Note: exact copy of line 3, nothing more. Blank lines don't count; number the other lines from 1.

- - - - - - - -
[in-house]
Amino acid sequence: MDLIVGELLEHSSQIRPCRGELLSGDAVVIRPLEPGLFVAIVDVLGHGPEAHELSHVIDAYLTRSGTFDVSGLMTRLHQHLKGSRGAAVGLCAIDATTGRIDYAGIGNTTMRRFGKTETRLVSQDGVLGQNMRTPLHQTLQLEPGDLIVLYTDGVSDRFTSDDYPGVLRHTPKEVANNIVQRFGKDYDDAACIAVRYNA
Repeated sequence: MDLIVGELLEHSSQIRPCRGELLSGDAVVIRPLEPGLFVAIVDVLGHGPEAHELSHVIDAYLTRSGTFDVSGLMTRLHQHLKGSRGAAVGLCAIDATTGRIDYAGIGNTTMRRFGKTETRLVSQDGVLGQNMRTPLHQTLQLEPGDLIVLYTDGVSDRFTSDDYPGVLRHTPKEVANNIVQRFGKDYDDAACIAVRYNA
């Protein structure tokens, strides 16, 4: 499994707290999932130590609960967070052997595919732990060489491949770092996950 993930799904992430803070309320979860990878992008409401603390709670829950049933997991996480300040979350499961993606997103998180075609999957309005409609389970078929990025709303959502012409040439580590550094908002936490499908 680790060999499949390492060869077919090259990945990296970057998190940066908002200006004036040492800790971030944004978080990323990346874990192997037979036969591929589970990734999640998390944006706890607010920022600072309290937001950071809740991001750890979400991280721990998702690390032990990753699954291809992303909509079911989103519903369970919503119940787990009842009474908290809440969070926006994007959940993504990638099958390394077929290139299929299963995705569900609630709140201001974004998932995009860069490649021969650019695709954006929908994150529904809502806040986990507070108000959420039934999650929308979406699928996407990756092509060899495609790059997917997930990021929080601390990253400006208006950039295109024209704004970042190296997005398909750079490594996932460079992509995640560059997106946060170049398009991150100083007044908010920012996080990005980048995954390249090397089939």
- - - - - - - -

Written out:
Repeated sequence: MDLIVGELLEHSSQIRPCRGELLSGDAVVIRPLEPGLFVAIVDVLGHGPEAHELSHVIDAYLTRSGTFDVSGLMTRLHQHLKGSRGAAVGLCAIDATTGRIDYAGIGNTTMRRFGKTETRLVSQDGVLGQNMRTPLHQTLQLEPGDLIVLYTDGVSDRFTSDDYPGVLRHTPKEVANNIVQRFGKDYDDAACIAVRYNA